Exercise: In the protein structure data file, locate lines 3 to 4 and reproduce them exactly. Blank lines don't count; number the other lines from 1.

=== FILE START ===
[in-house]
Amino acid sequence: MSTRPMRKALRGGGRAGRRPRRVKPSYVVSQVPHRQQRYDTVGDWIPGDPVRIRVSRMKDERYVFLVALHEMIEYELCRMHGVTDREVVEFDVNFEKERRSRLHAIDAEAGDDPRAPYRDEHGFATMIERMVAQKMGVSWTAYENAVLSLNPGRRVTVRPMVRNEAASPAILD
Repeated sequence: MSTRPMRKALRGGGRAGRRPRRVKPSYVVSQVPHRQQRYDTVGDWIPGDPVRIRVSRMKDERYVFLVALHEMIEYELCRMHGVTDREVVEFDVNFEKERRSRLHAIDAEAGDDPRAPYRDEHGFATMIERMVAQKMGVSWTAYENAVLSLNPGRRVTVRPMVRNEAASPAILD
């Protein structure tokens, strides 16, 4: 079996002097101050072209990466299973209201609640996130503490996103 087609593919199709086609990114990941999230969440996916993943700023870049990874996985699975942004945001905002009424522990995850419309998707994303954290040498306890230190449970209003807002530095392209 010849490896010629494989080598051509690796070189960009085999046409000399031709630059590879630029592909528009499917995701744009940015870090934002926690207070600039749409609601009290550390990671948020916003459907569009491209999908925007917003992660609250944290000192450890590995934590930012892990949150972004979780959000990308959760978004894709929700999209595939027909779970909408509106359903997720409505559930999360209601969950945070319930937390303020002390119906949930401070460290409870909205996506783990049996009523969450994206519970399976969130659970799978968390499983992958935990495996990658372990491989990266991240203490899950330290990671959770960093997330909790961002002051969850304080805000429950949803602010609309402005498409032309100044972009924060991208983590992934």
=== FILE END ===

Repeated sequence: MSTRPMRKALRGGGRAGRRPRRVKPSYVVSQVPHRQQRYDTVGDWIPGDPVRIRVSRMKDERYVFLVALHEMIEYELCRMHGVTDREVVEFDVNFEKERRSRLHAIDAEAGDDPRAPYRDEHGFATMIERMVAQKMGVSWTAYENAVLSLNPGRRVTVRPMVRNEAASPAILD
């Protein structure tokens, strides 16, 4: 079996002097101050072209990466299973209201609640996130503490996103 087609593919199709086609990114990941999230969440996916993943700023870049990874996985699975942004945001905002009424522990995850419309998707994303954290040498306890230190449970209003807002530095392209 010849490896010629494989080598051509690796070189960009085999046409000399031709630059590879630029592909528009499917995701744009940015870090934002926690207070600039749409609601009290550390990671948020916003459907569009491209999908925007917003992660609250944290000192450890590995934590930012892990949150972004979780959000990308959760978004894709929700999209595939027909779970909408509106359903997720409505559930999360209601969950945070319930937390303020002390119906949930401070460290409870909205996506783990049996009523969450994206519970399976969130659970799978968390499983992958935990495996990658372990491989990266991240203490899950330290990671959770960093997330909790961002002051969850304080805000429950949803602010609309402005498409032309100044972009924060991208983590992934």